With credit card interest rates soaring as high as 30%, people continue to look for alternatives to credit cards, especially when an emergency comes up. Personal loans can be a good option, but only if you have a good credit score; otherwise, the rates can be even higher than credit cards.
Just what can you use a personal loan for? Essentially any cash needed, including credit card payoff, debt consolidation, education, training, home improvement, car financing, business needs, vacation expenses, major purchases, wedding expenses, moving costs and medical expenses.
But be careful out there: If you're not absolutely sure about what you're getting yourself into, personal loans can cost you big time. Interest rates, especially from places like the ones that offer payday loans, can be as high as 300%, so be certain you understand the terms before you sign on the dotted line.
There are essentially two types of personal loans: secured and unsecured. Secured loans generally offer lower interest rates than unsecured loans, but you must put up something for collateral, such as your house, your car or your boat. If you don't pay off the loan, you can lose that collateral, so tread carefully if you're asked to secure the loan.
Unsecured loans are commonly known as "signature" loans. Essentially, the bank or other institution will loan you the money with just your signature. You can probably get more money and a lower interest rate with a secured loan, but do you really want to put an asset at risk? That's one of the key questions you need to ask yourself before applying for a personal loan.
The next thing to determine is just where you're going to get a loan. Banks and credit unions offer loans, and those should be your first stop. You can start by calling your own bank and finding out their personal loan terms. That way you know what the ballpark is for personal loans.
Also, if a you have good, long-term relationship with your bank, they know you as a customer and should be more willing to consider a "signature" loan. Just to be sure you're getting the best rate, call other banks and credit unions in your area. Since the market for personal loans is very broad, you definitely need to shop around to be sure you're getting the best offer.
One word of advice: When you start checking on rates, don't put in an application until you've made your choice of lender. Although your lender will likely tell you it can't give you a rate until after you formally apply, you should try asking for a range of interest rates. You also should ask what credit score the bank or credit union requires to get the best rates.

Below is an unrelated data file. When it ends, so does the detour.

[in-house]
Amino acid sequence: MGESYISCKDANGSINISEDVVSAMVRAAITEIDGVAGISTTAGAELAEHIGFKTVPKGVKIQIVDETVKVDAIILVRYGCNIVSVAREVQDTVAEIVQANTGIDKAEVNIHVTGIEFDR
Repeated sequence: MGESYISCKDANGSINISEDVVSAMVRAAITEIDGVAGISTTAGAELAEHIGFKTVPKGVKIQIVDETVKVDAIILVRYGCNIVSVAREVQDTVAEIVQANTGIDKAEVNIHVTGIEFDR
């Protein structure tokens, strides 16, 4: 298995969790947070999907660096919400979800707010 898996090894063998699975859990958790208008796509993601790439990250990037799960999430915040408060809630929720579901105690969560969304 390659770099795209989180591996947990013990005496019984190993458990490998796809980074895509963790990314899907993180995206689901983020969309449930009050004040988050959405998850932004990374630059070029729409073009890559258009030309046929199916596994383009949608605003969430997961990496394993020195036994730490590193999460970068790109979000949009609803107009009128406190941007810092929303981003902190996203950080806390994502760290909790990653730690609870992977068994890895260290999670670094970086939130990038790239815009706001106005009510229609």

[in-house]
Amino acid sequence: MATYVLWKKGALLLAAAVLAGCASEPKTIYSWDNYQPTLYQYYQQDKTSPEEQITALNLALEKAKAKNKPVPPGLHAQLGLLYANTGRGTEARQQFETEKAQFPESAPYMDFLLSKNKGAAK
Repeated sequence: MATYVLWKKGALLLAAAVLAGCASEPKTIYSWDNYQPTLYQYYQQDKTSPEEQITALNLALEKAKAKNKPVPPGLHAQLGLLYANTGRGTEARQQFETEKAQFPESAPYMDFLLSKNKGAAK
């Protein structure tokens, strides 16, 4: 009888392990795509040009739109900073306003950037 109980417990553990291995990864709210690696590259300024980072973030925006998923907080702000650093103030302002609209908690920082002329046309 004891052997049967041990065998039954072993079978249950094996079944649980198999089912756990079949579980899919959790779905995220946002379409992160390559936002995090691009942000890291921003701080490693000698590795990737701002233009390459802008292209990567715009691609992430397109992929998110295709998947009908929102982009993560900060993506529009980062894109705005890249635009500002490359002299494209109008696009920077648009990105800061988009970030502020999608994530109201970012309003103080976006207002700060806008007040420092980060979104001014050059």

But why shouldn't you just apply to see what kind of rate you'd get? For a very good reason: When you apply to a bank, credit union or other lender, the lender will check your credit score. Every time your score gets checked, the inquiry could result in a lower FICO credit score, which means that every time you apply for a loan, the next bank will discover a lower credit score for you than the one before, and so on and so on and so on. And the lower your score, the worse the rates are that you'll be offered.
After getting an idea of the type of rates you'd get from a bank or credit union, your next step should be to check out one of the peer-to-peer lending websites, such as Lending Club or Prosper. You may find you can get your best interest rate offer from one of these sites. Essentially, by going with one of these sites, you're cutting out the bank and borrowing from peers -- investors will put up the cash that you borrow.
At both the Lending Club and Propser, you can borrow up to $25,000 for personal loans, business loans or student loans -- pretty typical for the industry -- but you still need a pretty good credit score. With Lending Club, for instance, your credit score must be 660 or above, and with Prosper, you must have a credit score of 640 or above. As with banks and credit unions, the interest rate you'll be quoted will be based on your credit score; the better your score, the lower the interest rate.
What kind of rate can you expect? At Lending Club, interest rates run between 7.93% and 25.07%. Prosper offers loans from 7.5% to 35%. Both websites require payback in full in three years. You'll also need to pay an origination fee. For the Lending Club, that's 2.25% to 4.5% of the total amount of the loan. Prosper charges between 0.5% and 3%.
Not sure what your credit score is? You can get it for free at CreditKarma.com. If your score isn't at least 640 or above, you'll likely find it very difficult to get a personal loan at a decent rate. If you find your credit score is lower than that, take the time to order a free copy of your credit reports at annualcreditreport.com and see whether there are any errors on your credit report that could be affecting your score. If you find errors, correct them as soon as possible (my book, "The Complete Idiot's Guide to Improving Your Credit Score," offers extensive ideas on how to clean up your credit report and improve your score).
Once you've corrected any errors on your credit report, check your credit score again. A higher score could just get you the loan you need to pay off your debts and get you back on track to financial fitness.
Lita Epstein has written more than 25 books including "The Complete Idiot's Guide to Improving Your Credit Score" and "The Complete Idiot's Guide to Personal Bankruptcy."
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